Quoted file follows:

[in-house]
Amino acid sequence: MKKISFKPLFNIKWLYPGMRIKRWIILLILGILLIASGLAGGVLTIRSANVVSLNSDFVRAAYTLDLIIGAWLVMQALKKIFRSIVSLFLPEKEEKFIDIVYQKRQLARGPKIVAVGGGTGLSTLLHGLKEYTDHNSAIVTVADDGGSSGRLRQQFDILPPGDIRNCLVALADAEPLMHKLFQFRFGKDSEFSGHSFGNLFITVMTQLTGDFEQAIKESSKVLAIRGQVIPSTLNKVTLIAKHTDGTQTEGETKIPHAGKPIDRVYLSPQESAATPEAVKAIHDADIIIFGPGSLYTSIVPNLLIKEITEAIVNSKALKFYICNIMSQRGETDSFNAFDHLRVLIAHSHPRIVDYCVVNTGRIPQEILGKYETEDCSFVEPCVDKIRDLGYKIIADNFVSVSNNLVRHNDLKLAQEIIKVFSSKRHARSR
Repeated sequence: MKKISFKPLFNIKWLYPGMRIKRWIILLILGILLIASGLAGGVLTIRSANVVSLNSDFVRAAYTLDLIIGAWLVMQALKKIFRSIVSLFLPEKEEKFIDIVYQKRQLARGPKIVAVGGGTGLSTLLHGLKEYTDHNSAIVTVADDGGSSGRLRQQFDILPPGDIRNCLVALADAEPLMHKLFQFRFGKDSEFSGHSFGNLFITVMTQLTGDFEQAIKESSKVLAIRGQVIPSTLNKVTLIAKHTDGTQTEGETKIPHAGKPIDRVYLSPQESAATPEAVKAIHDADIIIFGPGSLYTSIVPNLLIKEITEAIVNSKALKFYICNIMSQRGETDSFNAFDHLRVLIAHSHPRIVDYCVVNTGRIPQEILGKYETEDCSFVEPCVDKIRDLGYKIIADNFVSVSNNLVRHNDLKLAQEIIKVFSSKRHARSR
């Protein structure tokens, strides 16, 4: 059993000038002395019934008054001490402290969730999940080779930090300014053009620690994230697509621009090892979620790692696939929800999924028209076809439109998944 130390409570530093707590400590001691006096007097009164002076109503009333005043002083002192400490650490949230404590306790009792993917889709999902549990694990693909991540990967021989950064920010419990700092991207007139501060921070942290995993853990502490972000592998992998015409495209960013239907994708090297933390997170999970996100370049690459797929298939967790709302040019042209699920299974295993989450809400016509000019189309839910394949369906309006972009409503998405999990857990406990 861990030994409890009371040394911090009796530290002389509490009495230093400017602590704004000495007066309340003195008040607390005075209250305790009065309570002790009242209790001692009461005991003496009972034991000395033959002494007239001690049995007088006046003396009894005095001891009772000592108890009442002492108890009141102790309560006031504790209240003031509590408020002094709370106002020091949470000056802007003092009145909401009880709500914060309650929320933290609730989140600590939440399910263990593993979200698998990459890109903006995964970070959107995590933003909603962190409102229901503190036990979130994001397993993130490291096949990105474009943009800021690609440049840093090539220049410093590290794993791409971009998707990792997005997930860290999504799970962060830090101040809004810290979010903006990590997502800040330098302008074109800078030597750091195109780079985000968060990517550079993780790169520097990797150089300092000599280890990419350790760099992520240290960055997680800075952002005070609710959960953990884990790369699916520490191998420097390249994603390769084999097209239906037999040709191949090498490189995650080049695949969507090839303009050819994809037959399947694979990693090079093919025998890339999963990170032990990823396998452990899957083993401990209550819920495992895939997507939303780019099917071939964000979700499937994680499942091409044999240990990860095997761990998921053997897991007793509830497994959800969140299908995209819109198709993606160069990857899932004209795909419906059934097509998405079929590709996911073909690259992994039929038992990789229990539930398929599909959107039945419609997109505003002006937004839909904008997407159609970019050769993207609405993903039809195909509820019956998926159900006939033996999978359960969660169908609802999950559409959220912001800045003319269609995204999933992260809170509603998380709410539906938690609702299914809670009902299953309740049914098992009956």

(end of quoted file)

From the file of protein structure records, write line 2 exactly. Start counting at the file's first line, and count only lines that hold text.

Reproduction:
Amino acid sequence: MKKISFKPLFNIKWLYPGMRIKRWIILLILGILLIASGLAGGVLTIRSANVVSLNSDFVRAAYTLDLIIGAWLVMQALKKIFRSIVSLFLPEKEEKFIDIVYQKRQLARGPKIVAVGGGTGLSTLLHGLKEYTDHNSAIVTVADDGGSSGRLRQQFDILPPGDIRNCLVALADAEPLMHKLFQFRFGKDSEFSGHSFGNLFITVMTQLTGDFEQAIKESSKVLAIRGQVIPSTLNKVTLIAKHTDGTQTEGETKIPHAGKPIDRVYLSPQESAATPEAVKAIHDADIIIFGPGSLYTSIVPNLLIKEITEAIVNSKALKFYICNIMSQRGETDSFNAFDHLRVLIAHSHPRIVDYCVVNTGRIPQEILGKYETEDCSFVEPCVDKIRDLGYKIIADNFVSVSNNLVRHNDLKLAQEIIKVFSSKRHARSR